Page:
Agenda for 2019
By Chandra Bhushan
Wednesday 30 January 2019
In 2018, some major policies and programmes were unveiled in India. At the international level also, two major agreements got under- way—the Rulebook for the Paris Agreement was adopted and the Kigali Amendment to the Montreal Protocol came into effect on January 1, 2019. The agenda for 2019 is clear cut: we have to set up the institutional and regulatory framework to implement the major programmes and fulfil our international obligations. Here’s my list of the top environmental priorities for 2019.
National Clear Air Programme: Our piecemeal approach to tackle air pollution must give way to the implementation of a comprehensive and integrated action plan. The National Clean Air Programme, under which more than 100 cities have to develop and implement clean air plans, must be institutionalised for effective enforcement. Without strict enforcement, all the other measures will fail.
Single-use plastics: The pledge to ban all single-use plastics by 2022 must be put into action. At present, different states have interpreted the term “single-use plastics” differently. A national definition backed up by a comprehensive plan, including the promotion of alternatives, should be put in place.
Swachh Bharat Mission: Governments come and governments go, but successful programmes must continue. The Swachh Bharat Mission is one such programme. This year, solid waste management must be strengthened to make it sustainable.
National and State Action Plan on Climate Change: In 2008, the National Action Plan on Climate Change (NAPCC) and the State Action Plan on Climate Change (SAPCC) were adopted. The outcome has been mixed. While the National Solar Mission and the National Mission for Enhanced Energy Efficiency has done very well, other missions under NAPCC have not progressed as expected. The SAPCCS too have not progressed beyond documentation. It is time we revisit NAPCC and SAPCC and develop a comprehensive framework to decarbonise our economy and adapt to the changing climate. One thing we must ensure is that the division of responsibilities between the Centre and states is well defined. Currently, only Central government is responsible for cutting emissions. This must change.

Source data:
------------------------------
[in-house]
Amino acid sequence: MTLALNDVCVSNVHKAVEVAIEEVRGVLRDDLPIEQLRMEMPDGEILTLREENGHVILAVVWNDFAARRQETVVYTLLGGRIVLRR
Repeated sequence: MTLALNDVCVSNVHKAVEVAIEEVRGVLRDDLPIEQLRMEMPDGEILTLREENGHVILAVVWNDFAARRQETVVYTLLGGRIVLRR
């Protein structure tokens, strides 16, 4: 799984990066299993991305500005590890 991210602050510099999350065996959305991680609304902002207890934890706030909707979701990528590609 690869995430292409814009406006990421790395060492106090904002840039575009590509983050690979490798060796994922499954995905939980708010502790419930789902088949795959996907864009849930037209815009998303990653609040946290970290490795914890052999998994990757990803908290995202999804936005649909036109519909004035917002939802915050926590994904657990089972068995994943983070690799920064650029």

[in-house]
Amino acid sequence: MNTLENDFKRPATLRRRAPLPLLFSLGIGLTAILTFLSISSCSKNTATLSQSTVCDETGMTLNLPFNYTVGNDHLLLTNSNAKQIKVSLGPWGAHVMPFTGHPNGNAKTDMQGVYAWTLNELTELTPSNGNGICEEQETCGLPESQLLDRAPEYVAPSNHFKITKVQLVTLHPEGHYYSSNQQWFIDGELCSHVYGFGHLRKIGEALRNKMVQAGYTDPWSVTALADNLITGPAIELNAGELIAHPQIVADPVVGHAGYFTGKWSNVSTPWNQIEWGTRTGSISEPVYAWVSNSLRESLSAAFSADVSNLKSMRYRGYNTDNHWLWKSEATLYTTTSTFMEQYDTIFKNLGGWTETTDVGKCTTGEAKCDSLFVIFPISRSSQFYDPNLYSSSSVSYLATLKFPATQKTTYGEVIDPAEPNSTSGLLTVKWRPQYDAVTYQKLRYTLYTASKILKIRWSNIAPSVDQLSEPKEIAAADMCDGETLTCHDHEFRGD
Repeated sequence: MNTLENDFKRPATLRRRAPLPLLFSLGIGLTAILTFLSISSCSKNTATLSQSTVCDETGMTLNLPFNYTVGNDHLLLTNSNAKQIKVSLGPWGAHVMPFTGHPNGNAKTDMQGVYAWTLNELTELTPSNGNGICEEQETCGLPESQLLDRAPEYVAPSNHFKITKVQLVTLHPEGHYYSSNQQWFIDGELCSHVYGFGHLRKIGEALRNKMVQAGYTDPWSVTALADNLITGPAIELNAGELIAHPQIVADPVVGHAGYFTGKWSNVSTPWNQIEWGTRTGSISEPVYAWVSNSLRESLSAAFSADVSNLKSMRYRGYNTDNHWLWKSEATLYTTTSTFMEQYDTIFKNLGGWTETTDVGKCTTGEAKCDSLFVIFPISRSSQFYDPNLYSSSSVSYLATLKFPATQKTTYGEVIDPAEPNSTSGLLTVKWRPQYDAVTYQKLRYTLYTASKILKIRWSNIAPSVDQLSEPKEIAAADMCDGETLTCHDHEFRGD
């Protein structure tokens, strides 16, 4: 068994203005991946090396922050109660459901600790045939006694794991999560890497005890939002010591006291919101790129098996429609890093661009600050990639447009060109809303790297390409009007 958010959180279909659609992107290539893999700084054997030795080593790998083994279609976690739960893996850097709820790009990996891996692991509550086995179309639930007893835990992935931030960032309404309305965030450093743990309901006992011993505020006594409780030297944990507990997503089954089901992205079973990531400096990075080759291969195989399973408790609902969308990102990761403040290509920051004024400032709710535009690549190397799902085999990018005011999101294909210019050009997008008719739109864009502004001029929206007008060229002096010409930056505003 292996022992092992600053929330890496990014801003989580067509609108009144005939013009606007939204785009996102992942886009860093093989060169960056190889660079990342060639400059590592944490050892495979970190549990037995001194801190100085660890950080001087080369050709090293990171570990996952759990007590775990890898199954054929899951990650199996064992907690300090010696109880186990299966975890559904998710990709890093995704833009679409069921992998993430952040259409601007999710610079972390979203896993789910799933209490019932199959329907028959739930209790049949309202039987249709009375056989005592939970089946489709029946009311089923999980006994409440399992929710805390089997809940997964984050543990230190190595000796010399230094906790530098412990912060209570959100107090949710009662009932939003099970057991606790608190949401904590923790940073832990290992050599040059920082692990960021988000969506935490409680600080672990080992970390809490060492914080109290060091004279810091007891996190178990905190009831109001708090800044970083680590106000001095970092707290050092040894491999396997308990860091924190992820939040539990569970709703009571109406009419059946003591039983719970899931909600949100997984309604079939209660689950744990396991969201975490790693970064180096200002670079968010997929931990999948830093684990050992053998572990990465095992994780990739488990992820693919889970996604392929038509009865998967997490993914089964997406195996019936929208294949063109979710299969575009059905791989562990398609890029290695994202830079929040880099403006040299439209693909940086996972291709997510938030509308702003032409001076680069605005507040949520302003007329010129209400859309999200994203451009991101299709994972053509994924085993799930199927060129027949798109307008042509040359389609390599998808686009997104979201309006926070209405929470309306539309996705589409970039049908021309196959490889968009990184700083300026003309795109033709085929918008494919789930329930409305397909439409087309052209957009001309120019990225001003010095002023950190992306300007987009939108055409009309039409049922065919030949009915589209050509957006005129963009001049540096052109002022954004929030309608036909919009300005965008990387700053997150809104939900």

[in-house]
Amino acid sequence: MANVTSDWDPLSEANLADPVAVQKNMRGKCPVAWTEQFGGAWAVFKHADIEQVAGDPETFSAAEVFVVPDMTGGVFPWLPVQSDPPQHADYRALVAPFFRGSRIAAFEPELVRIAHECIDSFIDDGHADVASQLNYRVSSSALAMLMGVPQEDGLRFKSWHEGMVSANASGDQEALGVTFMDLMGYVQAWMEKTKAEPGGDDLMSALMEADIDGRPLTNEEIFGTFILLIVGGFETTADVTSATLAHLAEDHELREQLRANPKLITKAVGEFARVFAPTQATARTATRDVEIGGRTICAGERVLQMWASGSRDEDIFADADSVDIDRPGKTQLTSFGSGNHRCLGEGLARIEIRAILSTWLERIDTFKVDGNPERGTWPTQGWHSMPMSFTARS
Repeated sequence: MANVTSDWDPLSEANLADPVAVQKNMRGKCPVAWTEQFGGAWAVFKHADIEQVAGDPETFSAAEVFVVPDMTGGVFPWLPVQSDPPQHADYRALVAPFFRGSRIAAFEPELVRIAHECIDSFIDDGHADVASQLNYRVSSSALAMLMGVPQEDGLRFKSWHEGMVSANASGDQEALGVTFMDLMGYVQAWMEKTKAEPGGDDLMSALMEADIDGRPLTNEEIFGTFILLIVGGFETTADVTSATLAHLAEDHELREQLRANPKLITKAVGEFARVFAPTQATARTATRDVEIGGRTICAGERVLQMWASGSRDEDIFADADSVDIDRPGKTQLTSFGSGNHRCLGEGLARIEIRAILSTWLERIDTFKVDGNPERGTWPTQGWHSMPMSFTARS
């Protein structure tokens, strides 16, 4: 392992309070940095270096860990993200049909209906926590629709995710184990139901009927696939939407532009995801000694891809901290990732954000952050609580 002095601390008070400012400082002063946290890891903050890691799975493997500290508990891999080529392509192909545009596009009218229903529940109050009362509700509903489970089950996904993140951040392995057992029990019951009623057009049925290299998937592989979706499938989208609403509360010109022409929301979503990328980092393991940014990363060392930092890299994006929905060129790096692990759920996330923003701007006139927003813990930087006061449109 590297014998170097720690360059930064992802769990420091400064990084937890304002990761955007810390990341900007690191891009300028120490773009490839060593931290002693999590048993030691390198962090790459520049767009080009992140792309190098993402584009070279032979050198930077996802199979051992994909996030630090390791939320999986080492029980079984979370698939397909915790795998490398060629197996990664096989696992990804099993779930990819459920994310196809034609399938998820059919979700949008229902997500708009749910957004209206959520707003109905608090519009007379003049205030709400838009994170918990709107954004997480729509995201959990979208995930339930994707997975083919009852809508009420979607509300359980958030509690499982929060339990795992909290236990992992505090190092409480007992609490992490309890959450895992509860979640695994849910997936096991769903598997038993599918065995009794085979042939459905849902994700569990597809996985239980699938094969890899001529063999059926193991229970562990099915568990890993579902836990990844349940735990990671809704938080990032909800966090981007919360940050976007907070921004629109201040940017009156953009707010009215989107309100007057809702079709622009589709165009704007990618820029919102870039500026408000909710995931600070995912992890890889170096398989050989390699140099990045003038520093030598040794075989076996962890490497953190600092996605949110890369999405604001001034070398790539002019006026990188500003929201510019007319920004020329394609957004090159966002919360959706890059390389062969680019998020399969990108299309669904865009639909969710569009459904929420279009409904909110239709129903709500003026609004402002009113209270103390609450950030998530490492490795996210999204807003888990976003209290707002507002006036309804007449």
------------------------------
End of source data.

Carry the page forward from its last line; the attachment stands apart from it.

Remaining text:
National Forest Policy and Act: The draft National Forest Policy, 2018, fails to join the dots. In addition, the environment ministry has also started the process of amending the Indian Forest Act, 1927. It is imperative we get both of them right. India needs forest regulations that recognise the role and the potential of people to grow, manage, protect and use forests sustainably. For this, the forest department must shed its colonial hangover and become facilitators in community-managed forests.
National River Revitalisation Plan: It is not just Ganga that is polluted; all major and minor rivers are in the grip of pollution because of unsustainable withdrawal of water and untreated disposal of wastes. From the Cauvery to Godavari, and from the Sutlej to the Yamuna, all rivers need a revitalisation plan. Let 2019 be the year in which we unveil the National River Revitalisation Plan.
Pollution Control Boards: Pollution control boards (PCBS) are ineffective, corrupt and getting archaic with every passing year. They are not designed to regulate, monitor and enforce the pollution challenges of the 21st century. We cannot do without a frontline environment regulatory authority. It is time we reinvent PCBS and build their capacity for effective monitoring and enforcement.